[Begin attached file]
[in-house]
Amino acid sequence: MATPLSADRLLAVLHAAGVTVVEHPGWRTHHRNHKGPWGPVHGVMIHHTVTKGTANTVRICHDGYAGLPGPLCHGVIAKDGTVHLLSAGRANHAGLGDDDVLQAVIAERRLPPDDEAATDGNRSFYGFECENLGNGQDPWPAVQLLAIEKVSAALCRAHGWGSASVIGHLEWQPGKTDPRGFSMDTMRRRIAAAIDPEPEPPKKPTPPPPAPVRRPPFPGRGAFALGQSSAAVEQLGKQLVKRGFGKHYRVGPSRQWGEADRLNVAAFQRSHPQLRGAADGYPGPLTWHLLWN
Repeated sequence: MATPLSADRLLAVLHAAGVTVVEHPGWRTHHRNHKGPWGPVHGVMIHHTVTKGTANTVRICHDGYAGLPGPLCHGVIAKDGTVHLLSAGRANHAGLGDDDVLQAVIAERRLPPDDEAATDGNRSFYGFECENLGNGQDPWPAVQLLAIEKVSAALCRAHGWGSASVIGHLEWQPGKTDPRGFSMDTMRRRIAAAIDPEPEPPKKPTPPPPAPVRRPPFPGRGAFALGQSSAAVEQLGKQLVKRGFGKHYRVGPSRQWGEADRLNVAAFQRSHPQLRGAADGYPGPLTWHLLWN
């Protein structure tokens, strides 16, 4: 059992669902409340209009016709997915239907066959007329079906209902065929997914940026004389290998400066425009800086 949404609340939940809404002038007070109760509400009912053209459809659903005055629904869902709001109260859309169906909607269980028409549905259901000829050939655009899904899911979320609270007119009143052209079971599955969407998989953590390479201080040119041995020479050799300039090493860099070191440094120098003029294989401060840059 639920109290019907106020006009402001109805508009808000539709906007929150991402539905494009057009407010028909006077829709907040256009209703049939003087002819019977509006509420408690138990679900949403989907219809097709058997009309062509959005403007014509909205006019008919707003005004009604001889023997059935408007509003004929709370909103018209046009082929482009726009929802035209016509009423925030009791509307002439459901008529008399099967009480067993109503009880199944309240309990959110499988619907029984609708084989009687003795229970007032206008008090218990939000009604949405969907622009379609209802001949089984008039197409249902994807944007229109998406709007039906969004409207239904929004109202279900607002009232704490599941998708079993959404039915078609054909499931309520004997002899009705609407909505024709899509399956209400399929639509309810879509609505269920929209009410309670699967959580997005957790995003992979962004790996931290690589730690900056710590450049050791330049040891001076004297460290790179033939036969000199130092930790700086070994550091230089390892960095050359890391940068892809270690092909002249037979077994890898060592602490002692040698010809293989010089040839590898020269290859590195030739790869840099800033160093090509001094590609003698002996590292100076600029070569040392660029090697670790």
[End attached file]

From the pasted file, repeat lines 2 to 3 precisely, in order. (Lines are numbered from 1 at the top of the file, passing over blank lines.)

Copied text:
Amino acid sequence: MATPLSADRLLAVLHAAGVTVVEHPGWRTHHRNHKGPWGPVHGVMIHHTVTKGTANTVRICHDGYAGLPGPLCHGVIAKDGTVHLLSAGRANHAGLGDDDVLQAVIAERRLPPDDEAATDGNRSFYGFECENLGNGQDPWPAVQLLAIEKVSAALCRAHGWGSASVIGHLEWQPGKTDPRGFSMDTMRRRIAAAIDPEPEPPKKPTPPPPAPVRRPPFPGRGAFALGQSSAAVEQLGKQLVKRGFGKHYRVGPSRQWGEADRLNVAAFQRSHPQLRGAADGYPGPLTWHLLWN
Repeated sequence: MATPLSADRLLAVLHAAGVTVVEHPGWRTHHRNHKGPWGPVHGVMIHHTVTKGTANTVRICHDGYAGLPGPLCHGVIAKDGTVHLLSAGRANHAGLGDDDVLQAVIAERRLPPDDEAATDGNRSFYGFECENLGNGQDPWPAVQLLAIEKVSAALCRAHGWGSASVIGHLEWQPGKTDPRGFSMDTMRRRIAAAIDPEPEPPKKPTPPPPAPVRRPPFPGRGAFALGQSSAAVEQLGKQLVKRGFGKHYRVGPSRQWGEADRLNVAAFQRSHPQLRGAADGYPGPLTWHLLWN